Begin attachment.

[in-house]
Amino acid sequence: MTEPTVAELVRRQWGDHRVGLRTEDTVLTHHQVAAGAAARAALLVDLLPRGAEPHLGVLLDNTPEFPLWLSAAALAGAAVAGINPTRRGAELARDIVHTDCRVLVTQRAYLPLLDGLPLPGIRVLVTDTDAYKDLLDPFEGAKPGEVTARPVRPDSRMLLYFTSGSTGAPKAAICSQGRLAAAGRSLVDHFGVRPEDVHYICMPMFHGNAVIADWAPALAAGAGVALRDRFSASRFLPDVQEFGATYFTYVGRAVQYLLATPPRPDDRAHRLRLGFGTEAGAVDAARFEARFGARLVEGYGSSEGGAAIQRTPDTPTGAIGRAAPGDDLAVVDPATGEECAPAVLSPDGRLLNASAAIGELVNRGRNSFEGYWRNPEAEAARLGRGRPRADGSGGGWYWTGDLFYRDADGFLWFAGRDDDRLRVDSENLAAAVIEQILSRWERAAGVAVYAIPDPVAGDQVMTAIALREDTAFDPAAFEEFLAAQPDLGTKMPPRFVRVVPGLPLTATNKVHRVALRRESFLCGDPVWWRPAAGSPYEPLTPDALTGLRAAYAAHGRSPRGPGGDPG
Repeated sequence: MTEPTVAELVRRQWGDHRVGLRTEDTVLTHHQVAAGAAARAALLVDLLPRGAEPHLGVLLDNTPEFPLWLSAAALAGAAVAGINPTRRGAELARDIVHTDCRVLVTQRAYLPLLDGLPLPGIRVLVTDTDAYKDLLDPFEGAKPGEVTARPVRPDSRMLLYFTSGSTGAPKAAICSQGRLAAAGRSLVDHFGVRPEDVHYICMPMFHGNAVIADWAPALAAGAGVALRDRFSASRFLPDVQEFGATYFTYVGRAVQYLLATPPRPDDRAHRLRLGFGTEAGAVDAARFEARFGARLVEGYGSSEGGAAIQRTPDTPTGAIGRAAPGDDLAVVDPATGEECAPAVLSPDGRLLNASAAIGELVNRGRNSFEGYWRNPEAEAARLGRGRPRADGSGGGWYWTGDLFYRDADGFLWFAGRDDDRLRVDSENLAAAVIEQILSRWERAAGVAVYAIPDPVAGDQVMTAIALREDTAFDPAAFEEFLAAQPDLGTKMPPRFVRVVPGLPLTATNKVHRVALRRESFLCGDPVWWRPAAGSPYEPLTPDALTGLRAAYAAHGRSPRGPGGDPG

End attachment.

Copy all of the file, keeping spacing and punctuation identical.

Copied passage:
[in-house]
Amino acid sequence: MTEPTVAELVRRQWGDHRVGLRTEDTVLTHHQVAAGAAARAALLVDLLPRGAEPHLGVLLDNTPEFPLWLSAAALAGAAVAGINPTRRGAELARDIVHTDCRVLVTQRAYLPLLDGLPLPGIRVLVTDTDAYKDLLDPFEGAKPGEVTARPVRPDSRMLLYFTSGSTGAPKAAICSQGRLAAAGRSLVDHFGVRPEDVHYICMPMFHGNAVIADWAPALAAGAGVALRDRFSASRFLPDVQEFGATYFTYVGRAVQYLLATPPRPDDRAHRLRLGFGTEAGAVDAARFEARFGARLVEGYGSSEGGAAIQRTPDTPTGAIGRAAPGDDLAVVDPATGEECAPAVLSPDGRLLNASAAIGELVNRGRNSFEGYWRNPEAEAARLGRGRPRADGSGGGWYWTGDLFYRDADGFLWFAGRDDDRLRVDSENLAAAVIEQILSRWERAAGVAVYAIPDPVAGDQVMTAIALREDTAFDPAAFEEFLAAQPDLGTKMPPRFVRVVPGLPLTATNKVHRVALRRESFLCGDPVWWRPAAGSPYEPLTPDALTGLRAAYAAHGRSPRGPGGDPG
Repeated sequence: MTEPTVAELVRRQWGDHRVGLRTEDTVLTHHQVAAGAAARAALLVDLLPRGAEPHLGVLLDNTPEFPLWLSAAALAGAAVAGINPTRRGAELARDIVHTDCRVLVTQRAYLPLLDGLPLPGIRVLVTDTDAYKDLLDPFEGAKPGEVTARPVRPDSRMLLYFTSGSTGAPKAAICSQGRLAAAGRSLVDHFGVRPEDVHYICMPMFHGNAVIADWAPALAAGAGVALRDRFSASRFLPDVQEFGATYFTYVGRAVQYLLATPPRPDDRAHRLRLGFGTEAGAVDAARFEARFGARLVEGYGSSEGGAAIQRTPDTPTGAIGRAAPGDDLAVVDPATGEECAPAVLSPDGRLLNASAAIGELVNRGRNSFEGYWRNPEAEAARLGRGRPRADGSGGGWYWTGDLFYRDADGFLWFAGRDDDRLRVDSENLAAAVIEQILSRWERAAGVAVYAIPDPVAGDQVMTAIALREDTAFDPAAFEEFLAAQPDLGTKMPPRFVRVVPGLPLTATNKVHRVALRRESFLCGDPVWWRPAAGSPYEPLTPDALTGLRAAYAAHGRSPRGPGGDPG